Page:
No matter which camp you side with in the 'Climate Change' discussion, its effects cannot be denied.period. Polar vortexes, massive flooding, snow in deserts, excessive drought, etc... we've all been privy to it the last few years no matter where we are in this world, in the extreme, and whether it happens sooner or later, these changes will continue unchecked. However, without getting into said debate, this blog & episode is about how climate change is not just affecting our atmospheres, oceans, and seas, but as a byproduct- our submerged heritage as well. If you're a maritime archaeologist, a scuba diver, someone fascinated by shipwrecks or just someone interested in the past- this means you should be concerned for all of the knowledge that could potentially be lost because of climate change affecting the preservation and ability to document submerged sites.
|The author diving on a WWII shipwreck in Santorini|
As Katie (The Digger) asks in this episode, how can things like rising sea levels make a difference for a site that is already underwater? Well rising sea levels create two problems- 1. sites that are not yet submerged, but may soon be. Even with the right protection, many of these sites are location specific and whole settlements that cannot be moved - Jamestown V.A.- the site of the first English settlement in America or the Statue of Liberty in NYC, amongst others, are predicted to be underwater within another 100 years! What can be done to prevent this? If people would cut their carbon emissions, it could slow down the rate of these predictions of sea level and temperature rises. 2. For sites already underwater, as discussed in the episode (all other environmental factors aside), a rise in water level on sites significantly reduces the amount of time that divers/maritime archaeologists can spend on the site. This might not seem like as big of a deal, but when you take into consideration how costly an underwater archaeological excavation already is, then if the time spent on a site continues to reduce, a full study could take years longer. English Heritage archaeologist Mark Dunkley describes "the effect of sea level rise on archaeological diving projects will be to incrementally reduce the amount of time (and therefore productivity) an air-breathing diver can spend underwater safely. For example, a 20% increase in diving depth can result in a 32% decrease in dive time." Not to forget that the deeper a site gets, the more expensive high tech equipment will be needed for proper documentation.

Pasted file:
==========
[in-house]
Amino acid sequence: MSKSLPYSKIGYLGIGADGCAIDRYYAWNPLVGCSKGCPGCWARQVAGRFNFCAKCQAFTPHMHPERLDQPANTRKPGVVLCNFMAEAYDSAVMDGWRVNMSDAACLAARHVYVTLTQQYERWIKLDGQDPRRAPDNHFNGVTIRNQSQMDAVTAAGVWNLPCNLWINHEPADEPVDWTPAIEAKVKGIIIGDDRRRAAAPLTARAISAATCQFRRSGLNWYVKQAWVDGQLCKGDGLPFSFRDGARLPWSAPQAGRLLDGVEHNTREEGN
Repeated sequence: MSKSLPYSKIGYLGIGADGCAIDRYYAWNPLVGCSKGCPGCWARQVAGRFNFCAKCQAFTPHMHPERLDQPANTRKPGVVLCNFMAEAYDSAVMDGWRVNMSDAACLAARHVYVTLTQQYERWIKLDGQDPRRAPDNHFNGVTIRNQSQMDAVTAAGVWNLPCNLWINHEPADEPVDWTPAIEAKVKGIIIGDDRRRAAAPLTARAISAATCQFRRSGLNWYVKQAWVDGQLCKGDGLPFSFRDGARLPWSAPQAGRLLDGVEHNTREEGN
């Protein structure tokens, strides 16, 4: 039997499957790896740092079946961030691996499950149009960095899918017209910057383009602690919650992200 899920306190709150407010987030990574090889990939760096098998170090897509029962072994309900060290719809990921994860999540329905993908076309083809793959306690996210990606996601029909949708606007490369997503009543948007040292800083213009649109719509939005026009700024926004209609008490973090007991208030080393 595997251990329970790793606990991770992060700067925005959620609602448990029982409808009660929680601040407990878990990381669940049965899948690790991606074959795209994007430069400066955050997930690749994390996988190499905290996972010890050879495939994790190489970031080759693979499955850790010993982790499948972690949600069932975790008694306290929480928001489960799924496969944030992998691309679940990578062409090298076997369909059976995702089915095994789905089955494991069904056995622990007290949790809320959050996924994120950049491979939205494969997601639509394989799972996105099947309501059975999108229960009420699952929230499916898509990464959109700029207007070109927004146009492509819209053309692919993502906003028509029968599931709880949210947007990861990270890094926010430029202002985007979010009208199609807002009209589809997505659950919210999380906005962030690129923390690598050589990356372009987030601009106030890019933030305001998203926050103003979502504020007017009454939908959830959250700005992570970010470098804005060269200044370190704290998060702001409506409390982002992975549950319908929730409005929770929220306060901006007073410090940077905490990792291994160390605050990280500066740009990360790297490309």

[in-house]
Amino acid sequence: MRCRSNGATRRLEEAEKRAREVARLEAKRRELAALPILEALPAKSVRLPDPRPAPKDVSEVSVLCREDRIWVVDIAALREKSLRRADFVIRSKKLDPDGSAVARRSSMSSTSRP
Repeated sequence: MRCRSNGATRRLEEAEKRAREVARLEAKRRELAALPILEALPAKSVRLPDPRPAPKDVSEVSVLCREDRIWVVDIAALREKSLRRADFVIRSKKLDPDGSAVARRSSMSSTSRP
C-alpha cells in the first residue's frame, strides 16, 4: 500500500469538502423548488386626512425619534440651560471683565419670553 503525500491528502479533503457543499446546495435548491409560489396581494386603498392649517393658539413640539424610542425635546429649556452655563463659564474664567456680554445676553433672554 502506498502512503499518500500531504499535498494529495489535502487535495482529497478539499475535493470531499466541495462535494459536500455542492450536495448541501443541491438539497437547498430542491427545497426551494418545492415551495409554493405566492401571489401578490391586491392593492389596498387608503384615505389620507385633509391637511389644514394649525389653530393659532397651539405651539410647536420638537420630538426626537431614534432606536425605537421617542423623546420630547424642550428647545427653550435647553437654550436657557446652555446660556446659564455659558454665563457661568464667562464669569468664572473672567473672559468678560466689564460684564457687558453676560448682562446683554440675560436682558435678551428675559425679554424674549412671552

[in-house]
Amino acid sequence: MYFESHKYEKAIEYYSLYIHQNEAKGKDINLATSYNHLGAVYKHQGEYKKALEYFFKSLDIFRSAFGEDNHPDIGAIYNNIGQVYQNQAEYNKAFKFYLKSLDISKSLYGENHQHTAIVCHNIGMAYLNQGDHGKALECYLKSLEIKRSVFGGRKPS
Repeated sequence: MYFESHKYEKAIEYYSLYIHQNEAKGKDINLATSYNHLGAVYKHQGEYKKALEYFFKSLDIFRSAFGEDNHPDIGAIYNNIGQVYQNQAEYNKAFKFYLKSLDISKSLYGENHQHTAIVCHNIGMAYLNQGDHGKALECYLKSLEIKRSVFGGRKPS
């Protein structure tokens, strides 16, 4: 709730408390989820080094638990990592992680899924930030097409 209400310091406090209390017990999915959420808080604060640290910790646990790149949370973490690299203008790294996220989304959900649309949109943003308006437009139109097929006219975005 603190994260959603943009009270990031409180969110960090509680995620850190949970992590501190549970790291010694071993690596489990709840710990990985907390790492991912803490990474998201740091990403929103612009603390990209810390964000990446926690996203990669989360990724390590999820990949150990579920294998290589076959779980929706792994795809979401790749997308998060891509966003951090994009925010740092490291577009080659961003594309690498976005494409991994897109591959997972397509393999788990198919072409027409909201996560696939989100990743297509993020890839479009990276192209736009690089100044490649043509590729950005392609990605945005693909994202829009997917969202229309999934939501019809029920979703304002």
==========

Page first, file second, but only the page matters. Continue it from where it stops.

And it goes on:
|Teredo navalis (shipworm type) in wood|
If you refer to an earlier blog "Forgotten Legacy of WWII Wrecks- Environmental Hazard or Underwater Cultural Heritage?" you'll recall why the scientific world is also concerned because "shipwrecks, ocean acidification and waste dumping into oceans are among the biggest sources of ocean pollution. Some 75% of sunken wrecks date back to the Second World War; their metal structures are therefore ageing and the plates deteriorating, threatening to release their contents into the ocean under the effect of corrosion. The North Atlantic Ocean has 25% of the potentially polluting wrecks in the world, which can contain up to 38% of the total volume of oil trapped in sunken vessels" says the Council of Europe in 2012.